Growth Trends for Related Jobs
People often buy jewelry not just for themselves, but to give as gifts or to mark a special occasion, such as a birth, engagement or wedding. Because demand for jewelry purchases is year-round, becoming a jewelry dealer can be a profitable retail business to get into. There are several ways to start a jewelry dealer business, no matter what your budget.
Specialize in a jewelry niche--this will help your focus on a particular target market. For instance, you can sell sterling silver rings, fashion, genuine gemstone or artisan jewelry.
Pick a business model for your jewelry dealer business. You can distribute jewelry wholesale to retailers, sell jewelry via a physical or online storefront, or sell jewelry via home parties. Choose more than one business model to maximize your profits.
Obtain the permits needed to start a retail business in your area. Depending on where you live, you may need a fictitious name certificate (DBA), employer identification number (EIN), resale permit, sales tax permit or state tax identification number.
Secure a venue to sell or store your jewelry. If you plan to be a wholesale distributor, you will need a clean warehouse or space free of dust, dirt and sunlight. Jewelry retailers can sell at flea markets, malls, in a leased building or through home parties. Internet jewelry dealers have the option of opening an e-commerce website, selling through an auction website or an online artisan marketplace.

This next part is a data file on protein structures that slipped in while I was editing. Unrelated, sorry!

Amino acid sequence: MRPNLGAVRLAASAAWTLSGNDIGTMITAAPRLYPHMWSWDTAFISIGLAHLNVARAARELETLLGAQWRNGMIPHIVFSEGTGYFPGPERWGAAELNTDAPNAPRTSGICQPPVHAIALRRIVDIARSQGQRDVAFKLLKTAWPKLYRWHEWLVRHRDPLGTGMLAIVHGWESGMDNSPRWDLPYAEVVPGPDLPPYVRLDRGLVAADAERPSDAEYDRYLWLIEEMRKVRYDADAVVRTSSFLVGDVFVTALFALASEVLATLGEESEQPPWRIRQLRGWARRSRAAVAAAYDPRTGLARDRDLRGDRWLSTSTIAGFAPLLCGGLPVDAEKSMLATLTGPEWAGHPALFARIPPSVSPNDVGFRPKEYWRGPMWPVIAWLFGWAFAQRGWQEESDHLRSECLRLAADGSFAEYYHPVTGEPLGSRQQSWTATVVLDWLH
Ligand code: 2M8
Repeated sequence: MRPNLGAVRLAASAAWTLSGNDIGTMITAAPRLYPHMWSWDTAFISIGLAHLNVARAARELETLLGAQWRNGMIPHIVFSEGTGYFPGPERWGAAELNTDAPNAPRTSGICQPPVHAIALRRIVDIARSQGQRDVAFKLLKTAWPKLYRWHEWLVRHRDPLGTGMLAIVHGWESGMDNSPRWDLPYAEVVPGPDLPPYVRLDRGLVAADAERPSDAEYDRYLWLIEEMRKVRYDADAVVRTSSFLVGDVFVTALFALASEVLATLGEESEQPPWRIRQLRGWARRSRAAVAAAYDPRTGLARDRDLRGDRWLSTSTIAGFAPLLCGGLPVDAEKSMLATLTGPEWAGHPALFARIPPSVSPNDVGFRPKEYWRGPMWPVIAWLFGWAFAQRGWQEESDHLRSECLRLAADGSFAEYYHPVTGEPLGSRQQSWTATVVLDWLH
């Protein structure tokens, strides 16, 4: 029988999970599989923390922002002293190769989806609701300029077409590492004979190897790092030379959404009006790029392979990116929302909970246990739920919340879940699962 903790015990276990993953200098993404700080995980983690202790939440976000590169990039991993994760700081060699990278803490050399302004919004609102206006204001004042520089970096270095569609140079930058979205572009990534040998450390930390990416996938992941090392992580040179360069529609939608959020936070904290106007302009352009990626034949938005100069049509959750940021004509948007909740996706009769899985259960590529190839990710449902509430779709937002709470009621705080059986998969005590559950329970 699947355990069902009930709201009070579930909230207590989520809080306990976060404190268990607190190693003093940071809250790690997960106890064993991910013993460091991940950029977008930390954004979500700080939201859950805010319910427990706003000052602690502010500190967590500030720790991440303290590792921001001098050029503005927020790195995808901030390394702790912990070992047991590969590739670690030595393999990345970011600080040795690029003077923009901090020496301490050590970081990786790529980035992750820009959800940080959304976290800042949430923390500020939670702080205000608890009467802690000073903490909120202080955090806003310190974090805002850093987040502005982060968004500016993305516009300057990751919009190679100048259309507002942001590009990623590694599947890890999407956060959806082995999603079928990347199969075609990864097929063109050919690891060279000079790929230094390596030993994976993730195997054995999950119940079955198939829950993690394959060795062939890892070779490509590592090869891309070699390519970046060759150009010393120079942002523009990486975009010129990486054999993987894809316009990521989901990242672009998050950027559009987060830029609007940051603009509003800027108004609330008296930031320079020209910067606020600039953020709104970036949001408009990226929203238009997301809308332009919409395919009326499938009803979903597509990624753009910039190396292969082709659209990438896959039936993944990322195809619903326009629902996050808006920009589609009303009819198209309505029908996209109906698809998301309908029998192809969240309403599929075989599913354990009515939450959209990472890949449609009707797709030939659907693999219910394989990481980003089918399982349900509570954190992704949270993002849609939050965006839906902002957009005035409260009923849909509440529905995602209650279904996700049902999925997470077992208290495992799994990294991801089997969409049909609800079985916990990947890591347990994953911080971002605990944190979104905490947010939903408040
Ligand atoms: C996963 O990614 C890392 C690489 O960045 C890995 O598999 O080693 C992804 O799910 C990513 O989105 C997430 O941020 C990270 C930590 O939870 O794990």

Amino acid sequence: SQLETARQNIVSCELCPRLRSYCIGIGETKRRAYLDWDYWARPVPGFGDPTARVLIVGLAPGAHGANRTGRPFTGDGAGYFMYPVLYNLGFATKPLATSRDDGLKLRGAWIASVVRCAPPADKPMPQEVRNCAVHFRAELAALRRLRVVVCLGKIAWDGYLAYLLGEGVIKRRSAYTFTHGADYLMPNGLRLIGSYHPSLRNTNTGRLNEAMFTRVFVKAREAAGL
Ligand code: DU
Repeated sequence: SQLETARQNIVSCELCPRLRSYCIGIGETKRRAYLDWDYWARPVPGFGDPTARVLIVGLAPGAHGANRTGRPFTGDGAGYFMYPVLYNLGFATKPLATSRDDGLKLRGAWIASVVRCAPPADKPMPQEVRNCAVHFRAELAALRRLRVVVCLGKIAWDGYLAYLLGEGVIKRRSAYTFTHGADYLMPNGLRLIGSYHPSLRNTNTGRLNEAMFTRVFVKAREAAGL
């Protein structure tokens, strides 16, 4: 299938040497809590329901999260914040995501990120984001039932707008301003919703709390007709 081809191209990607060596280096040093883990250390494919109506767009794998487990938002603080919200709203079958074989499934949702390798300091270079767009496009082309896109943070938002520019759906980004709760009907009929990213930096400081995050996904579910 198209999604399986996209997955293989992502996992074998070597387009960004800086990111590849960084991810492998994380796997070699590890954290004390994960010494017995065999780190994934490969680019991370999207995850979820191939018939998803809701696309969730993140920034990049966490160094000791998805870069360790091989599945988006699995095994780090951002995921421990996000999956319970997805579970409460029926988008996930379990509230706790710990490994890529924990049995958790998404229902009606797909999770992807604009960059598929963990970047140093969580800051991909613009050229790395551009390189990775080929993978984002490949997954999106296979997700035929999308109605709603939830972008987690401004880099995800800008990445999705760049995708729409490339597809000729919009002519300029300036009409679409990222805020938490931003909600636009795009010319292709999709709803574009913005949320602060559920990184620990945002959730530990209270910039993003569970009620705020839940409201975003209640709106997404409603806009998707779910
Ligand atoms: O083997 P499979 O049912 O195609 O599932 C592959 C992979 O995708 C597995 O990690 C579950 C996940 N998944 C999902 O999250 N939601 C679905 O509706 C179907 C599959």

Buy wholesale jewelry for your business. Contact jewelry distributors and open a wholesale account. You will likely need to provide your resale permit or EIN, and place a minimum order ranging from $50 to $250. You can also build up inventory by visiting auctions, estate and garage sales.
Promote your jewelry dealer business. Launch a promotional blog, start an email newsletter list, send press releases to popular fashion websites, forums, blogs and publications or join a jewelry dealer's network such as Jewelers of America or the Retail Jewelers Organization. In your community, try sponsoring a fashion show at a local college or placing fliers and coupons in clothing boutiques and coffee shops with the owner's permission.
Melinda Gaines has been a freelance writer since 2006, with work appearing online for YellowPages and other websites. Her areas of expertise include business, beauty, fashion and sports. Gaines attended the University of Houston where she earned a Bachelor of Science in sport administration.